Tuesday, May 1, 2012

Alaska Highway at Last

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On Monday the good ship Columbia deposited us in the small town of Haines, Alaska for the real start of our driving trip. We headed north, crossed into British Columbia and, finally, settled in a little place called Haines Junction, Yukon Territory, our first stop on the iconic Alaska Highway. The Alaska Highway (aka Alaska Military Highway, Alaska-Canada Highway and ALCAN) represents an amazing feat of engineering and construction. 
Constructed in 1942 as a land link to Alaska during World War II the road traverses 1523 miles from Dawson Creek, British Columbia to Fairbanks, Alaska. History buffs can click HERE for details but suffice to say, it was a herculean task over some of the most challenging real estate in North American. 11,000 U.S. troops fought mud, ice, permafrost and mosquitoes to complete the task in just seven months, less time than it takes to write an environmental impact statement today.
Over the past 70 years wooden bridges have been replaced with steel and concrete, curves have been straightened, slopes have been flattened and gravel replaced by asphalt so the current traveler faces little challenge. But it is still a long, long road and, except for summer months, services are widely spaced.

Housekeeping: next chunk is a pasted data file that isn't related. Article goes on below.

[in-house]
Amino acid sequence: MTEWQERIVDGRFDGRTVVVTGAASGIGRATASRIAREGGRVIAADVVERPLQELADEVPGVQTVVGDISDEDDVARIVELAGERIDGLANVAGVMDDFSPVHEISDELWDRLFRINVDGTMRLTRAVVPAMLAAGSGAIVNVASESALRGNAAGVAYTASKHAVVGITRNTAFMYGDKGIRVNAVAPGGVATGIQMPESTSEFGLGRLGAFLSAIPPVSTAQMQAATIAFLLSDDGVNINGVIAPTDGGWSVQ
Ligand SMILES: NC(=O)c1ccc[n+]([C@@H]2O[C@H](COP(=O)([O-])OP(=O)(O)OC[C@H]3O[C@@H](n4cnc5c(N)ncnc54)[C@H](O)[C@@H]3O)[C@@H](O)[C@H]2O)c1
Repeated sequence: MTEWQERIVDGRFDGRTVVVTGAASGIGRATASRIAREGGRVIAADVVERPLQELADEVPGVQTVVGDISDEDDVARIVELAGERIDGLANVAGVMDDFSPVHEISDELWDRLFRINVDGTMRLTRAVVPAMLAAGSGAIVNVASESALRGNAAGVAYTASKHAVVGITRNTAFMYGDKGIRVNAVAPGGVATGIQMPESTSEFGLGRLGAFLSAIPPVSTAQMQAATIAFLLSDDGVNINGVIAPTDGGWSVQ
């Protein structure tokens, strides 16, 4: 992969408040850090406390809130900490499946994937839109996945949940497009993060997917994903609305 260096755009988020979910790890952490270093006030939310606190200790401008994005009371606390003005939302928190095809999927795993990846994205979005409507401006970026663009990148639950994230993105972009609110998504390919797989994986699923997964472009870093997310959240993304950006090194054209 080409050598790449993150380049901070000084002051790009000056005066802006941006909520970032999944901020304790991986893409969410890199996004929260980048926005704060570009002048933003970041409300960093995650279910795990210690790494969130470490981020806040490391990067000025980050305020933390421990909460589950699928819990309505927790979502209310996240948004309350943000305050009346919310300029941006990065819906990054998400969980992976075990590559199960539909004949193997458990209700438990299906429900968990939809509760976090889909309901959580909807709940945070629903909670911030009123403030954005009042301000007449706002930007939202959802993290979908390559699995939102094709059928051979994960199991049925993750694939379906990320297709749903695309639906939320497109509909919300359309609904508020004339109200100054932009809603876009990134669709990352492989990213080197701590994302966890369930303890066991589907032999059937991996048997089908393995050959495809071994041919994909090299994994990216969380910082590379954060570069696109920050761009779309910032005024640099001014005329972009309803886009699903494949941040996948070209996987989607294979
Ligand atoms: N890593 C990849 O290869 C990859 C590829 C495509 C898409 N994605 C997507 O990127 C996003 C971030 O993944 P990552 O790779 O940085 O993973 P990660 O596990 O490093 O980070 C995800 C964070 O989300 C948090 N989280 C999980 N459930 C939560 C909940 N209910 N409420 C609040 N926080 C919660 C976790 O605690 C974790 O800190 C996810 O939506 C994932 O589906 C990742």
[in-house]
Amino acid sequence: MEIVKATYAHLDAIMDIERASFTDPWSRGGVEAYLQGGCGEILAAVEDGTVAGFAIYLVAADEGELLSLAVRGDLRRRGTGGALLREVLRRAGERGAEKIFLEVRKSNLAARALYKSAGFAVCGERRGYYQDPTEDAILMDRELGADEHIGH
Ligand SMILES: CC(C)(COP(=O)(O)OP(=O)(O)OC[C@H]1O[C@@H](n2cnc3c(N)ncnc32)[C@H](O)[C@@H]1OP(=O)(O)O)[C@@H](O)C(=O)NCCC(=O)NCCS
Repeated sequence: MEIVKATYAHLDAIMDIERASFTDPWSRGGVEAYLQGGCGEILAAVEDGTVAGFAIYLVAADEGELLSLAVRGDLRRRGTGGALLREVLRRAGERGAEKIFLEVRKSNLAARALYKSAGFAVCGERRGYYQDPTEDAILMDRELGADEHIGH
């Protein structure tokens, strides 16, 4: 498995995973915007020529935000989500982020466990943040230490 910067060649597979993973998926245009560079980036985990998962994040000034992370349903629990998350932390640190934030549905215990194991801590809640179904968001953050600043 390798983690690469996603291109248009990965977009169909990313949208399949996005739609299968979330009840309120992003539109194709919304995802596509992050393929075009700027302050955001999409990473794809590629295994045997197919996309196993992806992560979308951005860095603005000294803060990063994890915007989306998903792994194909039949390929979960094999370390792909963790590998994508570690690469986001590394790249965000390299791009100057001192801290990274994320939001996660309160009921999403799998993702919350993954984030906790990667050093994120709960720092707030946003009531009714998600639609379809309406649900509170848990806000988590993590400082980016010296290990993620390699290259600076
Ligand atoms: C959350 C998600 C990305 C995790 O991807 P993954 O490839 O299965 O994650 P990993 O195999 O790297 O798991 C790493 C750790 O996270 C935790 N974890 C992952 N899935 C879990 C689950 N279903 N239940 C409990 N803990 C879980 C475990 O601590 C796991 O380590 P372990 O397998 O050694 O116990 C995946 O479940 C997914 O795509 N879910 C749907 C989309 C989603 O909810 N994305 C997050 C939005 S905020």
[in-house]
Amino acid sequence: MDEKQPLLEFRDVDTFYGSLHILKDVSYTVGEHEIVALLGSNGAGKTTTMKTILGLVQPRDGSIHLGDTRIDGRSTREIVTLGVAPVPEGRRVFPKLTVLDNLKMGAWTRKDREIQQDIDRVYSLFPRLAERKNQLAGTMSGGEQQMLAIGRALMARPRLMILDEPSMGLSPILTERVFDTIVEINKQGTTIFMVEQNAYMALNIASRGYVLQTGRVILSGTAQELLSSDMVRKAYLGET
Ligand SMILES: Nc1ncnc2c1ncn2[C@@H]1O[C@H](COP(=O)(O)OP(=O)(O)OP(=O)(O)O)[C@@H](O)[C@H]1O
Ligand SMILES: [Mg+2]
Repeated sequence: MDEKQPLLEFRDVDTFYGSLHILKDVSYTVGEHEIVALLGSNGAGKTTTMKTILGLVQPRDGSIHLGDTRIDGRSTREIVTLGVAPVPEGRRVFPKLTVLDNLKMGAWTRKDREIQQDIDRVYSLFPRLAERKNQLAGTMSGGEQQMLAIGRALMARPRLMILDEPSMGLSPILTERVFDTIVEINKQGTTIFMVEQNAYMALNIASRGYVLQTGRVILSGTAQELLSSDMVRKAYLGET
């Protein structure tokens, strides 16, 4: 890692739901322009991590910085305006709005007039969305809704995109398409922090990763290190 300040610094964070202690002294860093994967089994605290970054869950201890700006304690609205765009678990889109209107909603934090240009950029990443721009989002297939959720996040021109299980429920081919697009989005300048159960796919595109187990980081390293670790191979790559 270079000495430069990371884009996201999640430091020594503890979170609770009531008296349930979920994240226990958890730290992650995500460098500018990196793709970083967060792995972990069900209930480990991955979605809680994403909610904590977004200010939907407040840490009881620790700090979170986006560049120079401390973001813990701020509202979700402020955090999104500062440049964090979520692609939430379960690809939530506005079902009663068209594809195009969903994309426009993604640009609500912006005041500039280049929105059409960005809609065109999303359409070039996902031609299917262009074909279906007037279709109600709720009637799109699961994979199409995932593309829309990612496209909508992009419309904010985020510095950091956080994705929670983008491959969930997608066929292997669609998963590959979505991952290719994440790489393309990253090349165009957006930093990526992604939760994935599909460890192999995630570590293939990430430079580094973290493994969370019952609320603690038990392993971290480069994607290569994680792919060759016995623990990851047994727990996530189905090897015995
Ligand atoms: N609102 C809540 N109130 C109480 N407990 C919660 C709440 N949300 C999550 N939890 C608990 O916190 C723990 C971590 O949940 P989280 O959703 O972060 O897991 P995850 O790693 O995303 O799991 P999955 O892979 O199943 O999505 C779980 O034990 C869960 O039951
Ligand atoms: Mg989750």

Our 300 mile stretch today, from Haines Junction to Tok, Alaska took us through beautiful country along the shores of Kulane Lake in weather that ranged from clouds to sun and rain to snow while keeping the temperature hovering below 40 degrees at all times.

Suggestion: I recommend a wonderful book that will give you a feel for life in small town Alaska. “If You Lived Here, I’d Know Your Name” by Haines author Heather Lende is available at Amazon.

The Reids trip north begins
A Traveler’s Tale: In 1947 my brother-in-law’s parents, Gib and Eileen Reid, loaded their worldly possessions onto a war surplus jeep with trailer and drove the muddy Alaska Highway to Anchorage and a homestead life. He was a war veteran and she was an English war bride who had never been out of England. Their story, The Reid’s 1947 Trip to Alaska, is an easy read with pictures.

Factoid: The borders between the U.S. and Canada do strange things in the north land. During our trip we will cross the border six times.

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